There is little doubt that the coronavirus will continue to have a negative effect on small businesses across America. If you want to get ahead and continue to enjoy success, you have to get creative. This might mean looking for new revenue streams or adding extra space where you can run your business effectively and without distraction. One positive aspect of the pandemic is that remote work has become more available, and you should have no problem finding people who are ready, willing, and more than able to help you grow.

COVID-19 Blog 3 – Diversity and Interpersonal Interactions during the pandemic

During these months of living through the Coronavirus pandemic, I will continue to writing blogs about my diversity, career development and leadership consulting through the lens of living through this pandemic.

Questions to ponder – how does what we truly think about diversity and inclusion manifest itself differently during this interesting time we are living through? Can some routine daily interactions show us how we may really feel about diversity?

I would like to share a story shared by a Black professional colleague of mine. In a recent trip to a home supply store, he needed some advice about a product he was buying for one of his home improvement projects. He was directed to a middle-aged white female employee who was the expert on that particular product line. As he approached her, when he was maybe 8-10 feet away, the woman stuck out her arm and hand in the “stop” movement reminding him to remember the social distancing rules. He asked his questions standing about 8 feet away.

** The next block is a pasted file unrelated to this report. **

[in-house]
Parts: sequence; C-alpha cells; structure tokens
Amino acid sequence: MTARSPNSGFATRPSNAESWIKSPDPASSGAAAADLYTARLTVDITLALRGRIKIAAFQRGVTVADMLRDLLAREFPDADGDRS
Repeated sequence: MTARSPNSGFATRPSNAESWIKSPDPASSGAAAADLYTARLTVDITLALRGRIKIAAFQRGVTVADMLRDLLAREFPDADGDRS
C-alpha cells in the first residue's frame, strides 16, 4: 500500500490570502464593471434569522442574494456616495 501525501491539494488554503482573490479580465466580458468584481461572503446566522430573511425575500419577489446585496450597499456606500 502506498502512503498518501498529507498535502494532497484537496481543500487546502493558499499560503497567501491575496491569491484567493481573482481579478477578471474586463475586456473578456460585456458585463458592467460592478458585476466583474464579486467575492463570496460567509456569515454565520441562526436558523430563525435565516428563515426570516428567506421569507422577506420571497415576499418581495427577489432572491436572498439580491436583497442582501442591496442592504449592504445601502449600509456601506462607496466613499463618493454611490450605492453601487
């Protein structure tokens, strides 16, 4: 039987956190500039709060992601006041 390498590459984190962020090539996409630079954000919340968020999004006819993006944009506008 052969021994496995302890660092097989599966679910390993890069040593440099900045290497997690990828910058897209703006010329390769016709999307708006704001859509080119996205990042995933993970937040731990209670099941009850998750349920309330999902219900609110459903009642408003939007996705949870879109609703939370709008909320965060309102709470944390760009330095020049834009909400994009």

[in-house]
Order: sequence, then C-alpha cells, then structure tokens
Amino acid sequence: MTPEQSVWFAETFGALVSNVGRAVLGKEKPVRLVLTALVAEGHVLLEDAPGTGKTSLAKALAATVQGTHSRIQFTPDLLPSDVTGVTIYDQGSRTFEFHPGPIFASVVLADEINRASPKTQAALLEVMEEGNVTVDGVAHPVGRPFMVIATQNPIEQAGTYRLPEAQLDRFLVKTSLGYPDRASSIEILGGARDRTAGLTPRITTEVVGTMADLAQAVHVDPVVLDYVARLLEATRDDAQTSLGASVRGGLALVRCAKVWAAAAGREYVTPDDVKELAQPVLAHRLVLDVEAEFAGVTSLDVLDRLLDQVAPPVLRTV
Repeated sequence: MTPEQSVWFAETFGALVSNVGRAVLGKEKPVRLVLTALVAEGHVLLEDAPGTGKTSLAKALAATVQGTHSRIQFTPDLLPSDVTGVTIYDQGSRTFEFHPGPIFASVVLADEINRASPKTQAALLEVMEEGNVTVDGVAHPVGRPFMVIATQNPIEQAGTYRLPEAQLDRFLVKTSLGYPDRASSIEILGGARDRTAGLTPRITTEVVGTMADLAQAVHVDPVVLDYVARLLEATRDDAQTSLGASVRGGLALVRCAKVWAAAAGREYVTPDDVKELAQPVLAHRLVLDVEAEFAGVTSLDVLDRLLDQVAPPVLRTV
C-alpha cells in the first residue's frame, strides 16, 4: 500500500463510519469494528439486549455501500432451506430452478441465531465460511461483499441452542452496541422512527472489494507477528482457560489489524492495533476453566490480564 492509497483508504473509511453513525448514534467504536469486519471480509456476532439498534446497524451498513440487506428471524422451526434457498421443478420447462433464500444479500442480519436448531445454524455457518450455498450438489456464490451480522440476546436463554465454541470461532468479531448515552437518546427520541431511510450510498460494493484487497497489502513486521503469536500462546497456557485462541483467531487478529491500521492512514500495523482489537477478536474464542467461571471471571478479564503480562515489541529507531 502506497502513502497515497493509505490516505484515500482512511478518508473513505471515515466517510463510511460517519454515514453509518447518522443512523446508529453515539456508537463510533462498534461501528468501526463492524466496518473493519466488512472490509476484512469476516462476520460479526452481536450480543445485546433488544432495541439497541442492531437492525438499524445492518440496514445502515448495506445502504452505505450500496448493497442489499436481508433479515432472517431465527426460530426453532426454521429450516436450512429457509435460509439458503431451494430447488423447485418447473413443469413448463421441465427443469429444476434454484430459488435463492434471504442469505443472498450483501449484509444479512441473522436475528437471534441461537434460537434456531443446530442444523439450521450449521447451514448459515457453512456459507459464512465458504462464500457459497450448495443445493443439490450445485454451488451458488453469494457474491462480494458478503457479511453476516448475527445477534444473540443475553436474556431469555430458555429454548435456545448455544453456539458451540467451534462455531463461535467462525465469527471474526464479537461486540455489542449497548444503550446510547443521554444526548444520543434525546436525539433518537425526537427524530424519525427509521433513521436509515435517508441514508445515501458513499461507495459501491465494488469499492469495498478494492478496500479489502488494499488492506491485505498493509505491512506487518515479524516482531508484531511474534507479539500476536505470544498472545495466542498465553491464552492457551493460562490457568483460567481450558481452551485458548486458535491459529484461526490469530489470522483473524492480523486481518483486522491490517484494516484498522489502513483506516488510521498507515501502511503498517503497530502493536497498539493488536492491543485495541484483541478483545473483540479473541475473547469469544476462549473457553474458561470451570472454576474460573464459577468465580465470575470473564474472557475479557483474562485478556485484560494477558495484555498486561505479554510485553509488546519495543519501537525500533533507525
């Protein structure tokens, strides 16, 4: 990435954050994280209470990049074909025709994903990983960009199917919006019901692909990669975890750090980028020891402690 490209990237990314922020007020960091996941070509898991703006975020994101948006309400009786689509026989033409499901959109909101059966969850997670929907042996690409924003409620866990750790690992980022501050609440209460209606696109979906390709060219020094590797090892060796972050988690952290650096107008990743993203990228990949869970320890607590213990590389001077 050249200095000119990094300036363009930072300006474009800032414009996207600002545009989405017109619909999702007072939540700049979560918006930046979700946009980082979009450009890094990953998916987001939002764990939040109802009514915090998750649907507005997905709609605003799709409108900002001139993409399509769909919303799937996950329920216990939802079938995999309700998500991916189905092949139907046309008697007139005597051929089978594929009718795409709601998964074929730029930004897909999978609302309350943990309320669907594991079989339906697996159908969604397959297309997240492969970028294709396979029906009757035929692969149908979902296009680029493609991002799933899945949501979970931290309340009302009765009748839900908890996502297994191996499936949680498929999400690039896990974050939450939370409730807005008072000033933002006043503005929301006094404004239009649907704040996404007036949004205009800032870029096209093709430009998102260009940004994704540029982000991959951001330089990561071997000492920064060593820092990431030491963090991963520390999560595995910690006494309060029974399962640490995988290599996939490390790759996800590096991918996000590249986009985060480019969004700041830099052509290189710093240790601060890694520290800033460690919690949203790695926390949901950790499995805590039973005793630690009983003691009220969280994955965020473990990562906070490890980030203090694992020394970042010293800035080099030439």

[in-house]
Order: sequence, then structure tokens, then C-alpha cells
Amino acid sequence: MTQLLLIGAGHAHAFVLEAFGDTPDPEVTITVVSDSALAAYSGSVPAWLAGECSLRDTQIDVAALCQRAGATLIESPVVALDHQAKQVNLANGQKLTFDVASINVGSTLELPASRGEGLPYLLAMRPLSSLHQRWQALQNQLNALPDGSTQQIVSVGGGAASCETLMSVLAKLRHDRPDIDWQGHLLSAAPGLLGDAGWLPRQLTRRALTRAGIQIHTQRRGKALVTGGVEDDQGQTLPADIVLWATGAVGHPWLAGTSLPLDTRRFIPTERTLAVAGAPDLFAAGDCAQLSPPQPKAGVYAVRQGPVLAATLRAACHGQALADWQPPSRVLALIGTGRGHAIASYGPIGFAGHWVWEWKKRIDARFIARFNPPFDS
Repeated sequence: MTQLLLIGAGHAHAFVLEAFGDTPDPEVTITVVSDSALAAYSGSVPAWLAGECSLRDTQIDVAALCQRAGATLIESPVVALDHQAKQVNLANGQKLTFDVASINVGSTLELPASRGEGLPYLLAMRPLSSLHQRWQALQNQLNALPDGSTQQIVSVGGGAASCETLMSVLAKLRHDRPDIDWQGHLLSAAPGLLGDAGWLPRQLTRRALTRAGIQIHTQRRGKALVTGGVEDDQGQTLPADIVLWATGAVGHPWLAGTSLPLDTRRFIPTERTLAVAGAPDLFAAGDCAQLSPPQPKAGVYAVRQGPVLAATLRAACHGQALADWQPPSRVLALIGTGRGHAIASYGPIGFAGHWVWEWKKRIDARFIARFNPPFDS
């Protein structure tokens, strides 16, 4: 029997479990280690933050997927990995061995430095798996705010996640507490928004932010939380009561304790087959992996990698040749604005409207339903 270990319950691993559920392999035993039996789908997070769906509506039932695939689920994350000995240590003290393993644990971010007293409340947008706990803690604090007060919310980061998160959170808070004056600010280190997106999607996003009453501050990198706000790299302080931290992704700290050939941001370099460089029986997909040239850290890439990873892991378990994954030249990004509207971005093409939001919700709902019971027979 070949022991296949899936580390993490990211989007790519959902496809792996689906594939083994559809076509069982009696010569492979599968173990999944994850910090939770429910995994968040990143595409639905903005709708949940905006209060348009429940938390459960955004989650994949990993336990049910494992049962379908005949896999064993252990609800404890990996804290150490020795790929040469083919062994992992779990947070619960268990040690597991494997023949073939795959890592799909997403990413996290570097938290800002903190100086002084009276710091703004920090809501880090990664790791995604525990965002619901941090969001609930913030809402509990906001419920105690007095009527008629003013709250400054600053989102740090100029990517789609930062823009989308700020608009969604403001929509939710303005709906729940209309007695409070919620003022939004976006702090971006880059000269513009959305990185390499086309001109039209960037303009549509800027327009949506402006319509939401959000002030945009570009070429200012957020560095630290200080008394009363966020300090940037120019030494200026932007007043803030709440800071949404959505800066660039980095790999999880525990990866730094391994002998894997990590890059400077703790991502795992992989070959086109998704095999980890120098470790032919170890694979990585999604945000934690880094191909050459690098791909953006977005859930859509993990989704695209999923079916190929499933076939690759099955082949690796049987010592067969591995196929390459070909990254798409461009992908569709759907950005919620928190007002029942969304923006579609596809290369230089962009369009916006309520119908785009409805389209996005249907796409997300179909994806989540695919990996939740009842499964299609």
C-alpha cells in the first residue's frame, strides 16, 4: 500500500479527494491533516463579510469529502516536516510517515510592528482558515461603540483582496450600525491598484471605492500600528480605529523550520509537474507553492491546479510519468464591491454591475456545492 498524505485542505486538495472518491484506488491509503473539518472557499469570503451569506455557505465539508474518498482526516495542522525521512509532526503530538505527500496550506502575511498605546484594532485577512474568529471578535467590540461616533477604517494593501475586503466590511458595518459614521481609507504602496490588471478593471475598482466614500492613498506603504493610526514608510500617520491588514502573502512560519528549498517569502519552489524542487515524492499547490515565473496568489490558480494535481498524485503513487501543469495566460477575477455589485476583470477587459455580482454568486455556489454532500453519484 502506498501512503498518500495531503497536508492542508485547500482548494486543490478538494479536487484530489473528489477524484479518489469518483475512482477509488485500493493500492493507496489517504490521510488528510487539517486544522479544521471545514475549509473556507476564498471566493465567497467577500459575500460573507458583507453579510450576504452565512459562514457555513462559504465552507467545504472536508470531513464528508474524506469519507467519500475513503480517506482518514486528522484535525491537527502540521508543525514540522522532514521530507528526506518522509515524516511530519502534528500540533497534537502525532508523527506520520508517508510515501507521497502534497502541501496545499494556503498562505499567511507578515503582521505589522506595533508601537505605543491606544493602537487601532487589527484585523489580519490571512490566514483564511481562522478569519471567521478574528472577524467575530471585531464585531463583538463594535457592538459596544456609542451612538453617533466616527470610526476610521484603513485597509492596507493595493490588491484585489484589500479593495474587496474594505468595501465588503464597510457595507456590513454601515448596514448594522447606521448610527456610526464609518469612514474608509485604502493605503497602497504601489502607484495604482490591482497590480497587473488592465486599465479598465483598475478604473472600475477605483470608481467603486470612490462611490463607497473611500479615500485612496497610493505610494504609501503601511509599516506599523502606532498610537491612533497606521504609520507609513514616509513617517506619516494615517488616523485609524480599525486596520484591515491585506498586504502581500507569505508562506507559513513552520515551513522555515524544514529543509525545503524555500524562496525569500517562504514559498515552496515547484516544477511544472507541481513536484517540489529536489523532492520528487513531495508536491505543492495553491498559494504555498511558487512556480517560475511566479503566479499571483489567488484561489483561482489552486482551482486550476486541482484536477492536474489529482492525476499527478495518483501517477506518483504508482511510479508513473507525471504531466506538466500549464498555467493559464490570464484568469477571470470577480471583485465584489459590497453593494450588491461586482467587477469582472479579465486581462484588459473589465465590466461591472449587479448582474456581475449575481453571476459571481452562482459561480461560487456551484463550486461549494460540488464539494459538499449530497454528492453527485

Ten minutes later, my colleague saw the same store employee having another interaction with a white female customer with about two or three feet of distance between them.

So now some hard questions need to be asked:
• Was the store employee really worried about social distancing, or was it perhaps more of an uneasiness around men, black people, or black men that dictated her behavior?

In the US, the Coronavirus is disproportionately impact minority communities

• Did the store employee perhaps think that it was more likely that she could catch the virus from a black person than from a white person? I hope you all have been hearing about how the Coronavirus is disproportionately impacting minority communities.

• During this time of sheltering at home and social distancing, are we all going to have less and less interaction with diverse people?

• Finally, raising this up from a personal experience discussion to a broader discussion, what can we learn and what can we do about the statistics showing that minorities in the US are catching and dying from the virus at extremely higher rates than the white majority?

Now, on the positive side, I have now started watching the 6:00 World News Tonight on ABC and I really appreciate the wide range of gender, racial and cultural diversity of medical professionals shown and interviewed in the stories.

As our country and the world continues to unite to fight this insidious virus, let’s keep in the front of our minds the continue progress we need to make in the area of diversity, equity and inclusion. As we do more virtual interaction, lets also keep in mind:

1) That we can use this time to set up connections and interactions with diverse people from ourselves

2) To remember the economically challenged people who may not even have the technology or the living space to even connect to outside world.